"Hey! Yer one lucky fella, Captain," his sergeant cried. When Hamilton gave him a blank look, he added, "Check yer hat."
Not wanting to expose his head to the wind, Hamilton tugged the brim forward and rolled up his eyes. Against the gray sky he saw there was a half-moon shape bitten in the felt, the place where a ball had passed. For a moment, he fingered the rough edge, realizing it had missed his skull by inches.
Six months ago this would have occasioned a nervous overflow of talk and graveyard humor. This morning it was just another event. There was far greater matter in being cold, sick, exhausted and stomach-twisting hungry.
Meanwhile, the American infantry broke line, running into the white clapboard town waving their guns and whooping. The artillery continued to march as a unit, towing, pushing and pulling the gun carriage. As they struggled along, faces blackened and streaked, an imposing figure mounted on a huge steel gray moved alongside.
As Alexander gazed into the snow-dappled sky, the tall officer called, "What company is this?"
Hamilton stepped outside his column and attempted, although his ice-covered coat now seemed to weigh at least 400 pounds, to make a smart salute.
"New York Artillery, sir. Captain Alexander Hamilton, at your service, and proud to have the honor, Your Excellency."
The face beneath the tricorn was pockmarked and severe, as if carved from pitted marble. "And I am proud to have such brave and resolute soldiers. Your men are in good order, Captain." There was a trace of a smile as George Washington surveyed the ill-clad, sooty-faced company, now standing irregularly at attention in the snow.
The glorious moment with the commander-in-chief was over. Washington tapped the sides of his horse and was immediately swept up by a mounted contingent of green-sashed aides de camp. Captain Hamilton fell into the straggling tail of his own company.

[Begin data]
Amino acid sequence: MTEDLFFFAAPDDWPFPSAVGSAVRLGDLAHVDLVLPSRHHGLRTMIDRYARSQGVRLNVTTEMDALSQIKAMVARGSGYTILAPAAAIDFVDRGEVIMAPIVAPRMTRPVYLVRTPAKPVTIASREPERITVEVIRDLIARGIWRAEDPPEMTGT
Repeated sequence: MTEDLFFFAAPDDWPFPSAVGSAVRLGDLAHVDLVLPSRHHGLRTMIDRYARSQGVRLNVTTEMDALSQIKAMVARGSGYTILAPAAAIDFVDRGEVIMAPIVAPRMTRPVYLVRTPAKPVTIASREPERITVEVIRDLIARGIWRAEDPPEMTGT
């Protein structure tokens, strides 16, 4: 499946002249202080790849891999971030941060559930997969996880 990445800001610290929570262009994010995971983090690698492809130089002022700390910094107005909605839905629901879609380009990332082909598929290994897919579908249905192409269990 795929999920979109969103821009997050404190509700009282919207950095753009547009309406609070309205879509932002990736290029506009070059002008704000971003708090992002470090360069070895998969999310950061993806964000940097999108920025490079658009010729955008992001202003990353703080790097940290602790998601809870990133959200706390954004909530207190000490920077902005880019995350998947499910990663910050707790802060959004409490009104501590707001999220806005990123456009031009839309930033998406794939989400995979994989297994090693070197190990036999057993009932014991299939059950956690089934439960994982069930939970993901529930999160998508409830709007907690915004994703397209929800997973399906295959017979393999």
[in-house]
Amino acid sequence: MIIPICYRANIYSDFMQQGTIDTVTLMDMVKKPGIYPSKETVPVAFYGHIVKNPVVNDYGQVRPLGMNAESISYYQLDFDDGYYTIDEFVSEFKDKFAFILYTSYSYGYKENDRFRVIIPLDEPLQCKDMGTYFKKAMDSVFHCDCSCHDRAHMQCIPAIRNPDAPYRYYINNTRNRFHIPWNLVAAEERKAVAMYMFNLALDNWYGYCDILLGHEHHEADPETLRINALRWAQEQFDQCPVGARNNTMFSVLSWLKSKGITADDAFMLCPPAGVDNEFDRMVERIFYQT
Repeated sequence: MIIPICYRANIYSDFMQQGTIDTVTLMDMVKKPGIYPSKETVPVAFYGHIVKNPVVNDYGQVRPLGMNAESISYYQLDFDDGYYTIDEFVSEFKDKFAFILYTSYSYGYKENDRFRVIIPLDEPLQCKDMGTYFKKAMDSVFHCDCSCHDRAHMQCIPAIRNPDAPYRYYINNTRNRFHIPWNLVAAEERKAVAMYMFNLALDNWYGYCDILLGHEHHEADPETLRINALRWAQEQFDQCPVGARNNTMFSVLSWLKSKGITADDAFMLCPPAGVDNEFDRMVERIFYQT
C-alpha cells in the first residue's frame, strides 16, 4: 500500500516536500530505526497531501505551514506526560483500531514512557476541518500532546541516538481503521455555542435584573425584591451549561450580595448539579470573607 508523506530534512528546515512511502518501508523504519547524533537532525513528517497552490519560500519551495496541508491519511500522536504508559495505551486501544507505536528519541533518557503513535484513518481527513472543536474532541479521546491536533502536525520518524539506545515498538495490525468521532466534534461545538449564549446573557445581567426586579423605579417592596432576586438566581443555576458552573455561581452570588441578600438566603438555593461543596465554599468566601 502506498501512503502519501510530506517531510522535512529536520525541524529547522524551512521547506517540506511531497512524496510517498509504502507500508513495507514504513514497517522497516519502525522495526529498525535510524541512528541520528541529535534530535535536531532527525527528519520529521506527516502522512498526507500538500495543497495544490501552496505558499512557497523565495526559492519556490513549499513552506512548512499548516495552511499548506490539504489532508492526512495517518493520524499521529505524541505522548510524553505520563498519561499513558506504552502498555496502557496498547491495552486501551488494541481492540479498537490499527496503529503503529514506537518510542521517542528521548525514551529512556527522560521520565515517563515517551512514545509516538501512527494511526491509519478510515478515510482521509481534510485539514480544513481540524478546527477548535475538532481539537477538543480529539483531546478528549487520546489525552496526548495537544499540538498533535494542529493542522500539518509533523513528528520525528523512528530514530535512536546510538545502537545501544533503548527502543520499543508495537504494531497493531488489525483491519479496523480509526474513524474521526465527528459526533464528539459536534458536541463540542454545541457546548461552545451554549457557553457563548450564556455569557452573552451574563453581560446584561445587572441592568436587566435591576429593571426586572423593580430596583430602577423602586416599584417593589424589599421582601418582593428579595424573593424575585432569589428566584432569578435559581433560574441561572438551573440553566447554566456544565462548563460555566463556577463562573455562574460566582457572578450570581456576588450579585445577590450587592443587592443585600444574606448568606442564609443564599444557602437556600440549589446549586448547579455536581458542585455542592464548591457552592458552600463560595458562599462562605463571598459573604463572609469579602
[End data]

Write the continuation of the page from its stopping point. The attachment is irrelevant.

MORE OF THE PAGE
A couple of his men had been hurt, but not seriously. Their comrades were helping them hobble along.
"What'd His Excellency say?" Sergeant Thomas asked. Hamilton suddenly wondered if he looked like Thomas: a powder-blackened face with two bright blue eyes.
"General Washington says we did a good job, and that we should be proud!" Hamilton called this out as loudly as he could, hoping these loyal sufferers would hear and take heart. Then, in a softer voice, spoken just for Thomas' ears, he said, "But I confess I'm too damned cold and too damned hungry to feel a sensation as subtle as pride." He didn't mention sick, although now that the engagement was over, he felt dizzy and lightheaded.
"Amen to that, sir," murmured Thomas. They continued forward, wading through a leg-lacerating drift.
Continental infantry was herding captured Hessians into a group in the middle of the square. From somewhere close, came a renewed chorus of happy cheers. Although his ears rang and roared, Alexander thought he recognized the particular joy of soldiers who have discovered a cache of rum.
The front end of his line, about fifteen men, broke and stumbled toward a cask that was even now rolling out into the street with the assistance of the Continental infantry, directly into their path.
Alexander quickened his pace. They'd been so obedient, so brave, had won in the middle of this frozen hell -- but -- by God!
What if the soldiers got drunk and the British sent a flying cavalry over from Princeton? Though aching in every limb, he straightened and hurried forward, to see if he could maintain good military order.